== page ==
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Nobody Lives Forever

I watched the movie “Nobody Lives Forever” on a movie channel I have which unfortunately has commercials, but makes up for it by showing noir movies all Thursday, and in the evening on Sunday. I have a number of noir film compilations, but there were many I not seen, as I learned from watching this channel.

This is really a superb movie, I think. It is based on a novel by W.R. Burnett. It was directed by Jean Negulesco, who did a brilliant job. It stars John Garfield and Geraldine Fitzgerald, who are first-rate; and the supporting cast, including Walter Brennan, George Coulouris, Faye Emerson, and George Tobias, are all very good, particularly the rather amazing Coulouris, who was in Orson Welles’ Mercury Theater, and played in many classic British stage dramas, which background one would never guess from his role as Doc Ganson in this movie.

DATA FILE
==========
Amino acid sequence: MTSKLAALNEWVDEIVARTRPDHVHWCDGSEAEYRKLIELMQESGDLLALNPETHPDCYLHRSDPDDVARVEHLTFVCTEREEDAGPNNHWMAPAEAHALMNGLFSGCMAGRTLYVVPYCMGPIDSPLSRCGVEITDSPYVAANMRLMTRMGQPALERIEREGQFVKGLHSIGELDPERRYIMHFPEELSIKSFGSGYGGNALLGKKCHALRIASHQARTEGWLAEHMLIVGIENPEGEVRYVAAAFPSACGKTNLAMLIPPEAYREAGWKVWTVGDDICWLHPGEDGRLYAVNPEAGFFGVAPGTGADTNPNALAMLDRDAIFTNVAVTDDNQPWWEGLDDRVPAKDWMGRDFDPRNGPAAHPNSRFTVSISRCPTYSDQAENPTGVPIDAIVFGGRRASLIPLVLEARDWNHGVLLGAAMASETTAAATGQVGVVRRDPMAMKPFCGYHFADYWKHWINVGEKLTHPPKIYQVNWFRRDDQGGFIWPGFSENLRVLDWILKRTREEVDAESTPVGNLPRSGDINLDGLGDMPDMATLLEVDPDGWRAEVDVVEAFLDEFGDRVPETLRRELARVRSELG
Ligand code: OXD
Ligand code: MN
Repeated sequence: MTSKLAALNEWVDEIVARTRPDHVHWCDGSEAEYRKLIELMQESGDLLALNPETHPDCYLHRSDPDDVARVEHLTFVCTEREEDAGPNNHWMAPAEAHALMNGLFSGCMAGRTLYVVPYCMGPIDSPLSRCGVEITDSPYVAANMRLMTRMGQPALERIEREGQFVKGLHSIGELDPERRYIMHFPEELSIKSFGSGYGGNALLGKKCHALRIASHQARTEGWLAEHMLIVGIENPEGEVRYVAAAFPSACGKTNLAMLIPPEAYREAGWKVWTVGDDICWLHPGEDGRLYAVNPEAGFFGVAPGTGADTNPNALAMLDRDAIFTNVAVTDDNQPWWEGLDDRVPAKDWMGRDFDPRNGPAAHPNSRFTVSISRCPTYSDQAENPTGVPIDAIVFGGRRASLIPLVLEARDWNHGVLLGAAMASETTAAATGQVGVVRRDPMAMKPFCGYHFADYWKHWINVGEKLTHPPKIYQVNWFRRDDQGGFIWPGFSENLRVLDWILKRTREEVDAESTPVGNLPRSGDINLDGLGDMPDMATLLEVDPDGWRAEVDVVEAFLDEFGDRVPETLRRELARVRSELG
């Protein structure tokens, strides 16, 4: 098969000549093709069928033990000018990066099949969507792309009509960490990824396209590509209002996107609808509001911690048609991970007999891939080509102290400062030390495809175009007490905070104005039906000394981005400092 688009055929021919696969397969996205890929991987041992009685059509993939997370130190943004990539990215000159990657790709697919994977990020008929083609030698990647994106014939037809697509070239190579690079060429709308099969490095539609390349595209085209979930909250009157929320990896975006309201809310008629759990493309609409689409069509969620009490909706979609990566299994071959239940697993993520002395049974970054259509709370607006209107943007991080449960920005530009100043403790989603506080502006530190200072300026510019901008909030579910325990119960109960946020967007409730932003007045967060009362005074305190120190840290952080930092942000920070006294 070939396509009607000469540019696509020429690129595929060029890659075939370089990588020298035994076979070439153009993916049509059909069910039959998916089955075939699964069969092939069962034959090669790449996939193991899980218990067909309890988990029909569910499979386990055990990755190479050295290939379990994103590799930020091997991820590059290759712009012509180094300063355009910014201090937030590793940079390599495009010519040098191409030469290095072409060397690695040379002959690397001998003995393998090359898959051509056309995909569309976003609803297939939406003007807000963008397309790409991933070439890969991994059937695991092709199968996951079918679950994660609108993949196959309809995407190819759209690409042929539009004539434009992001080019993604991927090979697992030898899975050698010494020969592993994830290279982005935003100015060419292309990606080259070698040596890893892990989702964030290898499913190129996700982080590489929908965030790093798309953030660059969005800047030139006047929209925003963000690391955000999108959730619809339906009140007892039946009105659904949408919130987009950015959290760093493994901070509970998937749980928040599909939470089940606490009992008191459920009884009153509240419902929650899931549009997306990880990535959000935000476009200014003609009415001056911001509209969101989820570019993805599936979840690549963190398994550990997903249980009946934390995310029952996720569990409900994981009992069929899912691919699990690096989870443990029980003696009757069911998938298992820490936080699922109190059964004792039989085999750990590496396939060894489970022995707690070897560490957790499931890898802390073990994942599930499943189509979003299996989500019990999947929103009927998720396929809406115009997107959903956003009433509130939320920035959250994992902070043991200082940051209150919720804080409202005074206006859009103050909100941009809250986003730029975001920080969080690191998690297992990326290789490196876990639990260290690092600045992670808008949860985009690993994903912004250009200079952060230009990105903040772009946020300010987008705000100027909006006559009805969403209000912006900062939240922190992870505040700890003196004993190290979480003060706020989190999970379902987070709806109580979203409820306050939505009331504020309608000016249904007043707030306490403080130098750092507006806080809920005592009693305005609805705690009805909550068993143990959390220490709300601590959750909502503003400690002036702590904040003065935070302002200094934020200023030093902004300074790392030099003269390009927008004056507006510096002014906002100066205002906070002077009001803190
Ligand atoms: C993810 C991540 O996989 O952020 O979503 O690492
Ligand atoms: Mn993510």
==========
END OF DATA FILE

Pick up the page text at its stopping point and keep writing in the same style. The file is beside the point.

Garfield plays Nick Blake, a successful, nonviolent con man who fleeces rich women, among other people. He was a soldier in WWII, and performed admirably, to his credit. He comes back; and joining up with his long-time friend played by Tobias, presumably to resume his prior career, he first takes a sumptuous vacation at a Southern Californian beach house, and says hello to an old friend, Pop Gruber, an amiable grifter who now does very small cons. But Doc Ganson, who has fallen in stature in this milieu, thinks he has a chance for a big score in a very wealthy young widow (Fitzgerald). He hates Blake, but needs his help

Blake finally agrees to take on the scheme, only if he can do it his own way. Ultimately, Fitzgerald’s character, who is both lovely and very nice, becomes very attracted to Garfield, and it seems as if he likes her very much, too, although he is a professional.